|By KoS (Own work) [Public domain], via Wikimedia Commons|
Obviously I particularly like this bit from UNESCO's list of criteria:
"Active effort by the publishing sector to translate literary works from diverse national languages and foreign literature;"but the whole idea sounds pretty exciting. Apparently they are expecting news in the next six months or so.
I was also fascinated by the list of literary firsts in Norwich (from the Writers' Centre website):
from the first battlefield dispatch (1075) to the first woman published in English (Julian of Norwich – C15th), the first recognisable novel (C16th), the first blank verse (C16th), the first printed plan of an English city (C16th), the first published parliamentary debates (Luke Hansard – C18th), the largest concentration of published dissenters, revolutionaries and social reformers (C18th /19th ) including Tom Paine and the 30 million bestseller, Anna Sewell; the first provincial library (1608), first municipality to adopt the Library Act (1850), first provincial newspaper (1701), first British MA in creative writing (the first student of the first MA was Ian McEwan (1971)), the UK’s first City of Refuge (2006) for persecuted writers and a founding member of the International Cities of Refuge Network (ICORN) and to cap it all, the Norfolk & Norwich Millennium Library (C21st) has the highest number of visitors and users in the UK – by far.Julian of Norwich and Thomas Paine I knew about, and the MA in creative writing is pretty inescapable in these parts, but the local connections of Anna Sewell and Luke Hansard were new to me.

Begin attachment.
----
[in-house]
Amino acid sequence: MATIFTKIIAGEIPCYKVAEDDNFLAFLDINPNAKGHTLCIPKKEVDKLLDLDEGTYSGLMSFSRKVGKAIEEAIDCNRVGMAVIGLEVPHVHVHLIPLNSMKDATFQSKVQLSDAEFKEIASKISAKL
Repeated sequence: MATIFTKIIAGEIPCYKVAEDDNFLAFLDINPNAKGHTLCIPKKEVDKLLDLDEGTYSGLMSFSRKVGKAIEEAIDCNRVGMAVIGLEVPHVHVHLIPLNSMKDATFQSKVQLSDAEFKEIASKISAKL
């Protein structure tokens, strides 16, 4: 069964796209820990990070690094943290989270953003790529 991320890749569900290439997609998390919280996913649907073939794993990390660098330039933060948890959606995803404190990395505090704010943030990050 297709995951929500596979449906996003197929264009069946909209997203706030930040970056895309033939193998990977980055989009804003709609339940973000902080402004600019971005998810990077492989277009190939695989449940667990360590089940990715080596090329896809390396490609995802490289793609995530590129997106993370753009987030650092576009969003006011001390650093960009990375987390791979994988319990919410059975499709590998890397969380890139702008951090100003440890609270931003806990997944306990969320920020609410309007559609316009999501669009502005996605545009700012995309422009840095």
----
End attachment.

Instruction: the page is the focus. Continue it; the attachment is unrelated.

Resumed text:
So I wish the bid every success and will wait to see what happens. Meanwhile I will enjoy being a very small cog in a much more literary machine than I ever realised!
|By Lin Kristensen from New Jersey, USA (Books of the Past) [CC-BY-2.0 (http://creativecommons.org/licenses/by/2.0)], via Wikimedia Commons|